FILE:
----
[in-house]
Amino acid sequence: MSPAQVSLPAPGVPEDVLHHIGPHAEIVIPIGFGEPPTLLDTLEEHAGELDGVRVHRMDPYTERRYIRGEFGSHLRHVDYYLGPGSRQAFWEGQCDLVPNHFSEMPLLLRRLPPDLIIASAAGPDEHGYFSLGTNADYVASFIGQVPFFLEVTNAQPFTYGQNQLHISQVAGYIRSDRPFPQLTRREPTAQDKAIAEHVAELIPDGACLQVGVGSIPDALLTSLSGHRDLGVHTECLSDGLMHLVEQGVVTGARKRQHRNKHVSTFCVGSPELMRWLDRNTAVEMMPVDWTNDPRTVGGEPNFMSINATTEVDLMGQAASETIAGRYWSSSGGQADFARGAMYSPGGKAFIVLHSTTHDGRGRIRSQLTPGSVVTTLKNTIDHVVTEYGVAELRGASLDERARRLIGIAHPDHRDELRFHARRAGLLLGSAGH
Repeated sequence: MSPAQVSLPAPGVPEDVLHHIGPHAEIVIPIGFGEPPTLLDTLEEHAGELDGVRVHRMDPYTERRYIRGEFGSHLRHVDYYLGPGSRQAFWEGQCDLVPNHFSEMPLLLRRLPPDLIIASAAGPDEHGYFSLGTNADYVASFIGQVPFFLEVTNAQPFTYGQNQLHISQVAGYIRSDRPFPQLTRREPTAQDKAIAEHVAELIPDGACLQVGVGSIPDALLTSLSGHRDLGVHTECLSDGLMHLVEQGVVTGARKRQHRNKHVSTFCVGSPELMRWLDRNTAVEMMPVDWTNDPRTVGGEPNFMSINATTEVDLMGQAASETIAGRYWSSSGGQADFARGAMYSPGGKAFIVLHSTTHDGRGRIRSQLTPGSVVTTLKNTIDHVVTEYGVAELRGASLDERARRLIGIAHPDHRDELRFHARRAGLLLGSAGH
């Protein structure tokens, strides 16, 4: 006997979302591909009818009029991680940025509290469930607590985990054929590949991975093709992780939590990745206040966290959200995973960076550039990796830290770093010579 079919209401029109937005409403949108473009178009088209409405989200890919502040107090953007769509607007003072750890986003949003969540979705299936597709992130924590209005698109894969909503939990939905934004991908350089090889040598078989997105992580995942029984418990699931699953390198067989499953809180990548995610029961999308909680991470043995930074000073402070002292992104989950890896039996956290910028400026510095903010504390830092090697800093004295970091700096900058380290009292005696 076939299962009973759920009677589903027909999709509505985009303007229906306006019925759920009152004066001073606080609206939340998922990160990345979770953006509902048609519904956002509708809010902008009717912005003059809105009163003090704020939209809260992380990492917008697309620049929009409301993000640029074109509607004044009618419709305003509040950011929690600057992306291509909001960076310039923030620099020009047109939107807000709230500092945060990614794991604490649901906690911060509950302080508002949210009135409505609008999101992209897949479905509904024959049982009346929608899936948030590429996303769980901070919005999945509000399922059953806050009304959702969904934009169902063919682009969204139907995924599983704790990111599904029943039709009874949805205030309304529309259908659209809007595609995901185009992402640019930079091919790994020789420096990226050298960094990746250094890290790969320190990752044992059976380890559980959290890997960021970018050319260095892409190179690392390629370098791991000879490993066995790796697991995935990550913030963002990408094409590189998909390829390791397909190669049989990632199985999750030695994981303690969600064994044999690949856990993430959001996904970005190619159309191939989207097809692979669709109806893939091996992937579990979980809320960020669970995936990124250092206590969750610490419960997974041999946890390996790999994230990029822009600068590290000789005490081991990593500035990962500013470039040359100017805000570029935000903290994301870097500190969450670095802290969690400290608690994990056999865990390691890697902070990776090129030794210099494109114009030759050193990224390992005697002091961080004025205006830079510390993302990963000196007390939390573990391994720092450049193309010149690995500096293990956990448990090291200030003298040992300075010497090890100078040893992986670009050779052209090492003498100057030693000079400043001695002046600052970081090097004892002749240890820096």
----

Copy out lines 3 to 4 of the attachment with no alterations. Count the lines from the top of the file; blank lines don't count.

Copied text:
Repeated sequence: MSPAQVSLPAPGVPEDVLHHIGPHAEIVIPIGFGEPPTLLDTLEEHAGELDGVRVHRMDPYTERRYIRGEFGSHLRHVDYYLGPGSRQAFWEGQCDLVPNHFSEMPLLLRRLPPDLIIASAAGPDEHGYFSLGTNADYVASFIGQVPFFLEVTNAQPFTYGQNQLHISQVAGYIRSDRPFPQLTRREPTAQDKAIAEHVAELIPDGACLQVGVGSIPDALLTSLSGHRDLGVHTECLSDGLMHLVEQGVVTGARKRQHRNKHVSTFCVGSPELMRWLDRNTAVEMMPVDWTNDPRTVGGEPNFMSINATTEVDLMGQAASETIAGRYWSSSGGQADFARGAMYSPGGKAFIVLHSTTHDGRGRIRSQLTPGSVVTTLKNTIDHVVTEYGVAELRGASLDERARRLIGIAHPDHRDELRFHARRAGLLLGSAGH
């Protein structure tokens, strides 16, 4: 006997979302591909009818009029991680940025509290469930607590985990054929590949991975093709992780939590990745206040966290959200995973960076550039990796830290770093010579 079919209401029109937005409403949108473009178009088209409405989200890919502040107090953007769509607007003072750890986003949003969540979705299936597709992130924590209005698109894969909503939990939905934004991908350089090889040598078989997105992580995942029984418990699931699953390198067989499953809180990548995610029961999308909680991470043995930074000073402070002292992104989950890896039996956290910028400026510095903010504390830092090697800093004295970091700096900058380290009292005696 076939299962009973759920009677589903027909999709509505985009303007229906306006019925759920009152004066001073606080609206939340998922990160990345979770953006509902048609519904956002509708809010902008009717912005003059809105009163003090704020939209809260992380990492917008697309620049929009409301993000640029074109509607004044009618419709305003509040950011929690600057992306291509909001960076310039923030620099020009047109939107807000709230500092945060990614794991604490649901906690911060509950302080508002949210009135409505609008999101992209897949479905509904024959049982009346929608899936948030590429996303769980901070919005999945509000399922059953806050009304959702969904934009169902063919682009969204139907995924599983704790990111599904029943039709009874949805205030309304529309259908659209809007595609995901185009992402640019930079091919790994020789420096990226050298960094990746250094890290790969320190990752044992059976380890559980959290890997960021970018050319260095892409190179690392390629370098791991000879490993066995790796697991995935990550913030963002990408094409590189998909390829390791397909190669049989990632199985999750030695994981303690969600064994044999690949856990993430959001996904970005190619159309191939989207097809692979669709109806893939091996992937579990979980809320960020669970995936990124250092206590969750610490419960997974041999946890390996790999994230990029822009600068590290000789005490081991990593500035990962500013470039040359100017805000570029935000903290994301870097500190969450670095802290969690400290608690994990056999865990390691890697902070990776090129030794210099494109114009030759050193990224390992005697002091961080004025205006830079510390993302990963000196007390939390573990391994720092450049193309010149690995500096293990956990448990090291200030003298040992300075010497090890100078040893992986670009050779052209090492003498100057030693000079400043001695002046600052970081090097004892002749240890820096």